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Meaningful engagement, not the illusion of inclusion

In her latest blog, Alison talks about her duty to consult and how we engage with Devon and Cornwall communities.

Meaningful engagement, not the illusion of inclusion

When police and crime commissioners were first elected in 2012 the Government made it a duty for them to consult with local communities. This Police Reform and Social Responsibility Act says that when a PCC makes a decision about improving or changing services, they need to be confident it is properly informed by public opinion.

I treat public engagement very seriously – it’s at the heart of all the major decisions that we take, for instance when I chose not to progress with the proposed merger with Dorset Police it was after spending the summer gathering opinions from many thousands of people from all across Devon and Cornwall.

Good public engagement aims to bring people and communities together to address issues of common importance, to solve shared problems and to bring about positive social change. When done well it gives a voice to those who have traditionally been left out of political and policy debates.

I am very proud of the way my office has improved the way we have conversations with the public – and we have got better at it every year by testing new ways to get our message out, new ways of listening to voices and new ways for you to influence the way communities are policed.

Of course, digital engagement is important and we have quickly developed our own digital identity, expanding our footprint and using it to communicate with users of Twitter, Facebook and Instagram. The number of followers on our Facebook and Twitter accounts is high among other OPCCs, with 1,782 and 7,525 respectively, and we have by far and away the most popular OPCC Instagram account, with 371 followers.

Use of Facebook and Twitter is a key weapon in our engagement armoury – if we want to engage quickly and in a cost-effective way with lots of people then it is the best way to achieve that. We also produce a PCC’s newsletter distributed via the Force’s community messaging system which has a potential audience of about 40,000 subscribers.

But the best public engagement happens when we get up close and personal with our communities, when we stand in front of them and say ‘Right – tell us what you think…..”   

A week or so ago I welcomed four new community engagement workers into the team. In total we have eight CEWs and they play such a vital role. CEWs are employed for between 70 and 250 hours a year – a total of 1,335, hours which is the equivalent of about two thirds of one full-time equivalent. They are based geographically so generally work where they live, providing support  at all sorts of events and meetings, reducing the need for others to travel from Exeter. It is an innovative and cost-effective way to serve communities the length and breadth of this massive area – the largest geographical police area in England.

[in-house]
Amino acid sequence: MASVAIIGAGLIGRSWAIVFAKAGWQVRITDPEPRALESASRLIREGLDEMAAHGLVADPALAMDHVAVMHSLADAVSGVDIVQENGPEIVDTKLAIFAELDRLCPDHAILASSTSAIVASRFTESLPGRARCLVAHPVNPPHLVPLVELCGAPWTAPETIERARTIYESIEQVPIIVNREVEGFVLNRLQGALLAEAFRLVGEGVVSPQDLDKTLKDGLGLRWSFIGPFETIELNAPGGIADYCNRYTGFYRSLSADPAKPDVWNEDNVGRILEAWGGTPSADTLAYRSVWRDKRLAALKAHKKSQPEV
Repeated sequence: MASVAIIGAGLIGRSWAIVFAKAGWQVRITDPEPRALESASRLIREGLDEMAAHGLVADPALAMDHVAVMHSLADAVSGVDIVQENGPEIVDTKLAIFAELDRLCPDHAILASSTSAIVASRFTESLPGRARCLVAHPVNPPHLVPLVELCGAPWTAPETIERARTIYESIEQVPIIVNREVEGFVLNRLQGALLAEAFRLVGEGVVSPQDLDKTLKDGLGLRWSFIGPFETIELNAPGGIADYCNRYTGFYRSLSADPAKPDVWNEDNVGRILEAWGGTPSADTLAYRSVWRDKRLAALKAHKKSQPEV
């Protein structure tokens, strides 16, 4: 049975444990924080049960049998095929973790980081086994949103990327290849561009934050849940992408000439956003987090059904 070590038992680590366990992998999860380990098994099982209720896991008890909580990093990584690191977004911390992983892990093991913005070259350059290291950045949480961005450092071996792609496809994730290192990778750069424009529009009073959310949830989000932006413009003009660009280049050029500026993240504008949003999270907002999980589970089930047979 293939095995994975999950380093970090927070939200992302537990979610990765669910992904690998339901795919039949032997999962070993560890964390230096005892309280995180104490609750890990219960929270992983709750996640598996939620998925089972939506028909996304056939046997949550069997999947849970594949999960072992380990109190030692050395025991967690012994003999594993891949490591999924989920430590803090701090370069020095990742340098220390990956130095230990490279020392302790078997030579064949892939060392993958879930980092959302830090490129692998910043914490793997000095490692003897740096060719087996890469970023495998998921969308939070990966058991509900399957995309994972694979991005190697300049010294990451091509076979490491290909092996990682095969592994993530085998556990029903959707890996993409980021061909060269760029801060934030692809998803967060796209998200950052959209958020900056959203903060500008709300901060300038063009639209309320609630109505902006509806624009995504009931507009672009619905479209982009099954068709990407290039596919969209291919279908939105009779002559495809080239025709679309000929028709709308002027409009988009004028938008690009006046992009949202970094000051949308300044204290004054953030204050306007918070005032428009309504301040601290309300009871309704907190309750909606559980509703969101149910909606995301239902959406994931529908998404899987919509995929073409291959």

The team is the envy of other OPCCs and currently being considered by at least one other commissioner as a way to improve its public engagement.

In 2018 their presence allowed my office to attend at a total of 96 public events. That includes 22 diversity events such as Pride, Respect and Blue Light Days. We supported Polish independence, Diwali and Stop Hate. We carried out 30 talks for organisations such as Rotary Clubs, Women’s Institutes, Soroptomists and Probus Clubs. This was something new we were piloting and the response has been fantastic so the team is planning to do more in 2019.

We held Meet Your PCC events in supermarkets, attended district shows, spoke to farmers at livestock markets and businesspeople at trade exhibitions – anywhere that we could get face-to-face with the people in communities who want to tell us their experiences of the police.

And while we were there, as well as asking about the merger, we carried out a really important piece of work, allowing people to tell us what most concerned them about road safety. This received 8,774 votes with 4,387 people, all of which fed directly into my recently published road safety strategy which is now being used to influence national decision making about road safety and policing.

Real people making a real difference to other people’s lives – it’s proper engagement, not the illusion of inclusion.

In 2019 the team is already talking to community safety partnerships about doing some really targeted, truly local, community engagement events, and we will be working closely with the police’s new rural crime team to host a series of rural crime surgeries.

Please see the map attached to this blog which shows exactly where the team visited in 2018 – if your town doesn’t feature and there is an event you think we should attend, or if you are involved with a group or organisation and would like someone to come along and talk to you about the work of the OPCC then email us at:

Alison Hernandez